Saturday, December 2, 2023

The picture on my office wall

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Steve Wyn Harris looks back on lifelong friendships
‘We were five mates from Central Hawke’s Bay College and this was 1978,’ writes Steve Wyn Harris. He’s the rough one in the green jersey.
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This photo has been on my office wall for 40 years.

Like anyone’s favourite photo, it captures a moment in time that has some sort of significance or meaning in one’s life.

I’d like to be able to tell you that this is my rock band from the late 1970s and that we modelled ourselves upon The Eagles.

I’d tell you that I was the drummer and we were pretty good, even though I say so myself.

I’d like to tell you all that and plenty more, but despite the fact that we do look like a rock band from the 1970s, I can’t tell you about the alcohol and drug-fuelled parties after gigs and the girls and fame and all that stuff because we weren’t anything of the sort.

We were five mates from Central Hawke’s Bay College and this was 1978, the year after we had left the college and dispersed to different parts of the country.

We had met up in Taupō for a ski trip. I’d set my Canon camera up on a car bonnet, turned on the timer and scampered to get into the photo.

I’m the rough one in the green jersey. Not a flash dresser then, and still not.

Fanny to my right and Quinny to his right and I had travelled to Ruapehu the previous winter while still at school for our first roadie and ski trip on our own.

I’d been lent the family station wagon with the promise to take care, which we did.

That first night in National Park, Fanny and I plucked up courage as two underage lads and went into the local pub, where I destroyed our credibility by ordering two “drought” beers as I didn’t know how to say draught, which was on the tap.

The publican laughed his head off but served us all the same.

When we got back to school, we were called out at assembly to go and see the deputy principal.

He told us that he was very disappointed that we had taken a couple of days off school to go skiing and even more disappointed that it would be his first time to have to cane seventh formers.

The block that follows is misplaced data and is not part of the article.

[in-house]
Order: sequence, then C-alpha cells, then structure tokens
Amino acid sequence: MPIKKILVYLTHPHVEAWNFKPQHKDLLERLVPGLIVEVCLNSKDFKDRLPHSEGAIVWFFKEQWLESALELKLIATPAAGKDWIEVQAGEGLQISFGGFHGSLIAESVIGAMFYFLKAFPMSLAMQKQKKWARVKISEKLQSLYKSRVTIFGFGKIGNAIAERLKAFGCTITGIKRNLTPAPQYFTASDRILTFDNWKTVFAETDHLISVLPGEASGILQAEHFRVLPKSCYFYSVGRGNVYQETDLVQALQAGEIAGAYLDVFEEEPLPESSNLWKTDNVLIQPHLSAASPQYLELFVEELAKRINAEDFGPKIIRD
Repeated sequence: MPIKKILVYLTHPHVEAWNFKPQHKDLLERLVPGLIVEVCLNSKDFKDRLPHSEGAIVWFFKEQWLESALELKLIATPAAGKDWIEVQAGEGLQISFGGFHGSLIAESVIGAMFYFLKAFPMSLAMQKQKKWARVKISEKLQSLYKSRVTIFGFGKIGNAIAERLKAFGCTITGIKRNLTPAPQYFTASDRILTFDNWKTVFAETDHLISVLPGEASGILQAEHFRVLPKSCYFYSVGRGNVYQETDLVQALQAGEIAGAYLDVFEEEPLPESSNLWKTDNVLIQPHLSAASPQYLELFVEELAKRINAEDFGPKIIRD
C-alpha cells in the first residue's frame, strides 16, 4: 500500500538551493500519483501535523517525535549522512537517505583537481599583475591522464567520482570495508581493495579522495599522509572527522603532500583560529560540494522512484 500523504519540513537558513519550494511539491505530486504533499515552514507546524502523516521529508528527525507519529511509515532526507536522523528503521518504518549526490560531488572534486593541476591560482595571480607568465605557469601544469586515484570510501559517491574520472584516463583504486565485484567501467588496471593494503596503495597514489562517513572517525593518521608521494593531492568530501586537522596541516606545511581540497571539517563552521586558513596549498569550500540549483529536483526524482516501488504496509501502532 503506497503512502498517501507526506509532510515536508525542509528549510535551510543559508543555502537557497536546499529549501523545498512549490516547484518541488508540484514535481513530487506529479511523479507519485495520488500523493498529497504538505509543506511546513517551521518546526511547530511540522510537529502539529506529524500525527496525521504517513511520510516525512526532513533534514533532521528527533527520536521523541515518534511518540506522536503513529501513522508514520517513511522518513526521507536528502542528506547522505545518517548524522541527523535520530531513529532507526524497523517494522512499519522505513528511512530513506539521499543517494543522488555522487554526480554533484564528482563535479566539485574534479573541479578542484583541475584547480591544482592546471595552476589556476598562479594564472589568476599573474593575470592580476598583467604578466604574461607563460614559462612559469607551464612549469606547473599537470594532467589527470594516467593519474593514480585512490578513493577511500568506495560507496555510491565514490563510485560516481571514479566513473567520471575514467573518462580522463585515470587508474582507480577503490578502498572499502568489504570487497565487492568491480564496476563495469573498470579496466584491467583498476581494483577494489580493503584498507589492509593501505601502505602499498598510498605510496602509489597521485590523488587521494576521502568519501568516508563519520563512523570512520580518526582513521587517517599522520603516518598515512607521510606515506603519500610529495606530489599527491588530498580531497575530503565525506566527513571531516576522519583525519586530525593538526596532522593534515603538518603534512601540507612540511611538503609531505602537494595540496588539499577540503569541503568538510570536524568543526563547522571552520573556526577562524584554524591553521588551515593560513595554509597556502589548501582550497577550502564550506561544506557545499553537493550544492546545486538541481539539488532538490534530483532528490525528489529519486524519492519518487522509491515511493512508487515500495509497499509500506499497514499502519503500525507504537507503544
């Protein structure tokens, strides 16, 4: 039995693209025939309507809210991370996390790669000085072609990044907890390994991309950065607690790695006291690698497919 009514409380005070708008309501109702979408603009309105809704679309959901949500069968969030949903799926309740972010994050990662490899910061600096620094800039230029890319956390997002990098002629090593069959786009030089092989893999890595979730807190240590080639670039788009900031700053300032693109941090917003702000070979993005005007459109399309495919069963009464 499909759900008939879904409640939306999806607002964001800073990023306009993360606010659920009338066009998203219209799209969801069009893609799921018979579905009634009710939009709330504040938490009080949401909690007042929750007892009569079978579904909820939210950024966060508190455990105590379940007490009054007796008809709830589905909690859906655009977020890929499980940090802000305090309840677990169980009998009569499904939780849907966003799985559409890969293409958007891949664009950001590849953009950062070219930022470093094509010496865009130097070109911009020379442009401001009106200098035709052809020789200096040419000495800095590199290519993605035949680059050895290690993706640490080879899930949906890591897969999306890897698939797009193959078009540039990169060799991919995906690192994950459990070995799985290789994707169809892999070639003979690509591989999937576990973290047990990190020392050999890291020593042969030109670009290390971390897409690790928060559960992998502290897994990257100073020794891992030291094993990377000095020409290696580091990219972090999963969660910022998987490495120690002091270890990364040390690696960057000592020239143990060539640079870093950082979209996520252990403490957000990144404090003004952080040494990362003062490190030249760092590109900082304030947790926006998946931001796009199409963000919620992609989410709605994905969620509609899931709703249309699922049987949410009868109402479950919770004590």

Quinny, who was head boy, pointed out that he was a haemophiliac so was given lines instead.

Fanny was a second year sixth so I remain the only seventh former to ever be caned right up until it was banned.

I didn’t get my name in gold letters on a board or distinguish myself in any way but they can’t take that modest achievement away from me.

In this year of the photograph we were joined by Butch in the red pants and John who had come to the college from other schools for a “finishing” year at ours.

Butch had never been skiing and, not wanting to get cold, had thought wearing his wetsuit would be a great idea.

He never got cold and created a large amount of amusement on the slopes.

He was training to be a teacher at Palmerston North and became a great educator.

He loved his rugby and was a terrific hooker.

Tragically a few years after this photo his neck was broken in a scrum collapse and he has been a tetraplegic for more than 30 years.

He’s still alive but the quality of his life is now not great.

John and I went to Lincoln and flatted together for this year of the photo.

He has been a good farmer and for a time a farm consultant and recently leased his farm out.

He is our independent trustee and my sounding board.

Fanny, who was brilliant at any sport he turned his hand to, became an electrician and lives in Tauranga.

Quinny studied medicine at Otago and ended up specialising in optometry and lives in Exeter in England.

These fellows have been loyal lifetime friends and I’ve been blessed to be called their mate.

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